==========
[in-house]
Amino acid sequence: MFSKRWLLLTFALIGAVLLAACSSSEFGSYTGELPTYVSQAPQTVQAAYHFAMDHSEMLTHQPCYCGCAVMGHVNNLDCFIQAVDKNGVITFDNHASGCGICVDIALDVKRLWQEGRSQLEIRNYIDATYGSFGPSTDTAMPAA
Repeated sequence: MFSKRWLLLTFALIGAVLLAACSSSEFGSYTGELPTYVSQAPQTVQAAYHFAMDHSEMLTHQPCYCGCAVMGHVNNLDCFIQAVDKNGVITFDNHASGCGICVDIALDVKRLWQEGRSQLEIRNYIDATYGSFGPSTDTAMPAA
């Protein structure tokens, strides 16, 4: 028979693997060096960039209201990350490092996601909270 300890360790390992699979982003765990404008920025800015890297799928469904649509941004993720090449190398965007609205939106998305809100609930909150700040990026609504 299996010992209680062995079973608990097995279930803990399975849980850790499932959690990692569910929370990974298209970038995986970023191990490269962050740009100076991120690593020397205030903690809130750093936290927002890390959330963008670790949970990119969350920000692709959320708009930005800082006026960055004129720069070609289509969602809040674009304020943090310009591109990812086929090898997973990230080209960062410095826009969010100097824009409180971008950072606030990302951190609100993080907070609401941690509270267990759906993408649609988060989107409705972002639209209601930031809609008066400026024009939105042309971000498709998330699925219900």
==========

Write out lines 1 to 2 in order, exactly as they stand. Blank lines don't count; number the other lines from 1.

[in-house]
Amino acid sequence: MFSKRWLLLTFALIGAVLLAACSSSEFGSYTGELPTYVSQAPQTVQAAYHFAMDHSEMLTHQPCYCGCAVMGHVNNLDCFIQAVDKNGVITFDNHASGCGICVDIALDVKRLWQEGRSQLEIRNYIDATYGSFGPSTDTAMPAA